For Tom Dart though, the real winner is the transfer is Defoe himself who “bids farewell to a club who look likely to slide down the table and says hello to one expected to climb the league and have a realistic chance of winning a trophy.” Jeremy Wilson adds “Defoe also now becomes the most expensive English forward… [his] combined transfer fees in his career to more than Â£35m.” While, also looking at the transfer is David Hytner, who comments on the actual transfer fee that “little money has actually changed hands on the forward’s return to White Hart Lane but Portsmouth sources were satisfied that they had made a Â£6m profit on him in just under 12 months.”
Rory Smith investigates Manchester City’s overall transfer policy, reporting “City’s billionaire backers want to build a supersquad boasting two world-class stars battling for every position to help the club take its place at football’s top table.” With that being said, Emily Benammar today links the Citizens with “a surprise Â£20 million offer to land Juventus striker David Trezeguet.” However, Ian Herbert charges City with moving too slowly in the transfer market, with all proposed deals moving along “at a snail’s pace.”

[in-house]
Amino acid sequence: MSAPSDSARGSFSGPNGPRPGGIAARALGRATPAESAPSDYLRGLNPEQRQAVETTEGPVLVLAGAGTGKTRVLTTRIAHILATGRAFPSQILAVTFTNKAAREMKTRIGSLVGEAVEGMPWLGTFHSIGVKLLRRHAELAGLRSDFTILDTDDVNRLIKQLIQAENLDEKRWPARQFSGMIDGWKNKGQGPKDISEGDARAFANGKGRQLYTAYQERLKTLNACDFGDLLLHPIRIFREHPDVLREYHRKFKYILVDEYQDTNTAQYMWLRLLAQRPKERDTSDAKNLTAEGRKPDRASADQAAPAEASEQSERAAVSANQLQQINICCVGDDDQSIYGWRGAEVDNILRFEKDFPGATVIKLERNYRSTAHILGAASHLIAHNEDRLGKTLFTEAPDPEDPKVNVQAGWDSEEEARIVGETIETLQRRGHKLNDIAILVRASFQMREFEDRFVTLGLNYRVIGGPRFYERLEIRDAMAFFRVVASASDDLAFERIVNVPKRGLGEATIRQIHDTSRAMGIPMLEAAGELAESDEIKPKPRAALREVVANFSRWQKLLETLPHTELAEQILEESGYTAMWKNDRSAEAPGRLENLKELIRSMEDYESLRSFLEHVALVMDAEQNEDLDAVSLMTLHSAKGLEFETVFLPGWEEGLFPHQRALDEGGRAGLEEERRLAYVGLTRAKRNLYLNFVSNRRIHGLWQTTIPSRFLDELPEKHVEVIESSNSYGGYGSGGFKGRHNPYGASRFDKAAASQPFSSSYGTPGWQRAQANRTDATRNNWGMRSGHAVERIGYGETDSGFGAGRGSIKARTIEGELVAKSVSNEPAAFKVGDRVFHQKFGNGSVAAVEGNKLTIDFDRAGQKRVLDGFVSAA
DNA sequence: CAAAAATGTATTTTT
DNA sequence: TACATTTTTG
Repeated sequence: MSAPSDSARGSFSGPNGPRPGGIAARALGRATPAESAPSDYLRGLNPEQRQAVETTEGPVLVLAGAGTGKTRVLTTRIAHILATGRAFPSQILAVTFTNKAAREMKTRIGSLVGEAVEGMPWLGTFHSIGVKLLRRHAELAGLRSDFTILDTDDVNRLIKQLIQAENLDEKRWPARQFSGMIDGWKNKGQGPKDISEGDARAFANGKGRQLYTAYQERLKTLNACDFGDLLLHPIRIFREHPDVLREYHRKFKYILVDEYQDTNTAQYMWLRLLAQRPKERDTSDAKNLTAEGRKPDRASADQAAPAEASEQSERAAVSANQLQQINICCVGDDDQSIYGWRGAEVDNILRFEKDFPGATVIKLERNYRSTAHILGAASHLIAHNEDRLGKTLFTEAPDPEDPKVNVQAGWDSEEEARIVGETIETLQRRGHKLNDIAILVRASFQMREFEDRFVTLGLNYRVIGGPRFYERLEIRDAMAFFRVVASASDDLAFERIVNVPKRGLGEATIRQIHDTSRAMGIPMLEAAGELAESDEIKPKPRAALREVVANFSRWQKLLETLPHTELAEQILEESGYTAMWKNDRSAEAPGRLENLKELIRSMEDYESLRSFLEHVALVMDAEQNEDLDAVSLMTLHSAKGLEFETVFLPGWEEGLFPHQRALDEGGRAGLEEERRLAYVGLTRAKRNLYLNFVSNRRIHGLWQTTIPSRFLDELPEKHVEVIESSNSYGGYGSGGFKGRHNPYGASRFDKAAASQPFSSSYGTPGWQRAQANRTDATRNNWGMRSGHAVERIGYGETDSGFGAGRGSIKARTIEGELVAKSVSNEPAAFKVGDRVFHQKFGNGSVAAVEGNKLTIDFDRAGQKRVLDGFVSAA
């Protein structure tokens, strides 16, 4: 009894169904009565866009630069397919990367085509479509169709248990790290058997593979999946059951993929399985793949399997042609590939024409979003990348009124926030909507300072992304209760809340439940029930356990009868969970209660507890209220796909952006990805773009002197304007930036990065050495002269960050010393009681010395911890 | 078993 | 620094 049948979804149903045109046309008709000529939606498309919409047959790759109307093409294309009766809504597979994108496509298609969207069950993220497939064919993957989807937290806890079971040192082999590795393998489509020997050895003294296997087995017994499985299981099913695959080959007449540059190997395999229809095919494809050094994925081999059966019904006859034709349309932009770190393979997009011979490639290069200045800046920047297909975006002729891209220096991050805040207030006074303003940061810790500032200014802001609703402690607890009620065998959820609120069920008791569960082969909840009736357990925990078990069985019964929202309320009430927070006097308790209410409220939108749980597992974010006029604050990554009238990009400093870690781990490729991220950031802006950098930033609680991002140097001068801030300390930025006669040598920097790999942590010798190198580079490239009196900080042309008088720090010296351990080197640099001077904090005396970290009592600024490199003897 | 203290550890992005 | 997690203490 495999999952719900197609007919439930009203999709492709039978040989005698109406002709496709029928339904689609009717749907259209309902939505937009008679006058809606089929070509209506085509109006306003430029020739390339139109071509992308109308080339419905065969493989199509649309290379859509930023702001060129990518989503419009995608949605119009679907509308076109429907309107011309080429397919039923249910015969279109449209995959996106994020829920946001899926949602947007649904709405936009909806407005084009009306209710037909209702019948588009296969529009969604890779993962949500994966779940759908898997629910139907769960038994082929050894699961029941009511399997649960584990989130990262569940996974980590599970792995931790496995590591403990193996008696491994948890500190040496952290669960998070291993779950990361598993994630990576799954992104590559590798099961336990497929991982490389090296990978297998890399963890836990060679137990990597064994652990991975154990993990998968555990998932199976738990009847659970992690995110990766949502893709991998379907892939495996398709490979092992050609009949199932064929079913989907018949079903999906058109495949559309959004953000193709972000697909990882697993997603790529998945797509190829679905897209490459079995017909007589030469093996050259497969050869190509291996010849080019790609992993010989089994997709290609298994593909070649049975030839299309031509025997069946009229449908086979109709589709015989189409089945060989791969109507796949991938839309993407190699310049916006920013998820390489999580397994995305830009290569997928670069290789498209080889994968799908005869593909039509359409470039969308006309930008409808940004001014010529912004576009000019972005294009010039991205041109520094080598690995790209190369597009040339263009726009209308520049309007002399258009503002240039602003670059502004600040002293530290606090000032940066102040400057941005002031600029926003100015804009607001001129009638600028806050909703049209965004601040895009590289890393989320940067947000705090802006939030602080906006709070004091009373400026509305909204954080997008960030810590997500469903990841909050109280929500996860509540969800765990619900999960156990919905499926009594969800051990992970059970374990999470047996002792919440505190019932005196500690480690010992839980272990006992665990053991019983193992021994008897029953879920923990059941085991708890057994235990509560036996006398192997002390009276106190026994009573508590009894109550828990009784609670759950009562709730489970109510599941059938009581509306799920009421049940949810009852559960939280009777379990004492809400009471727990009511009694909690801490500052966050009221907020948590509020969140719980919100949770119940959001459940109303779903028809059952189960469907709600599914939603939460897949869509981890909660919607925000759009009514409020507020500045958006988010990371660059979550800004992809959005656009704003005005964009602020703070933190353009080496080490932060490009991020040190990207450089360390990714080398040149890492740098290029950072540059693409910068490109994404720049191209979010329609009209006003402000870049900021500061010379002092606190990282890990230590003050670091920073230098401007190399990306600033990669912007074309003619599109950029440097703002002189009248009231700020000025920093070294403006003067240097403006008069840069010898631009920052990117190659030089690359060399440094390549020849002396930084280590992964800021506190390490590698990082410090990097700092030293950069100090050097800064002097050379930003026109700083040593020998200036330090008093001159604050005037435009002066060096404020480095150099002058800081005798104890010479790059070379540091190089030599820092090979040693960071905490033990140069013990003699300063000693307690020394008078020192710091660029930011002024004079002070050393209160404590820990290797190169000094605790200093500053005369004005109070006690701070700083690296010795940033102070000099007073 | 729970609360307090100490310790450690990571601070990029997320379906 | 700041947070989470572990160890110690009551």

By contrast, William Gray claims that league leaders Liverpool are “highly unlikely to delve into the transfer market this month, with very little prospect of any of his first-team squad leaving.”
In today’s transfer news, the Daily Mail claim that “Bolton are giving a trial to former Brazil and Real Betis midfielder Denilson,” while the Daily Mail also announce that “Stephen Appiah is in the frame to join Spurs, after training with with the north Londoners… The 28-year-old has suffered knee injuries in the past, but Redknapp is confident that will not be a problem and is hoping to arrange a deal.” And Lee Reynolds claims “Aston Villa are poised to make a Â£10million move for Sporting Gijon’s highlyrated defender Roberto Canella.”
On the storm in a teacup bubbling up in the contract negotiations between Manchester United and Carlos Tevez, Gabrielle Marcotti attempts to defuse the situation arguing “the people who are stirring the crap are those of us in the press and the legions of middle-men, hangers-on and ‘friends of friends’ who feed us scraps of information because they have ulterior motives.”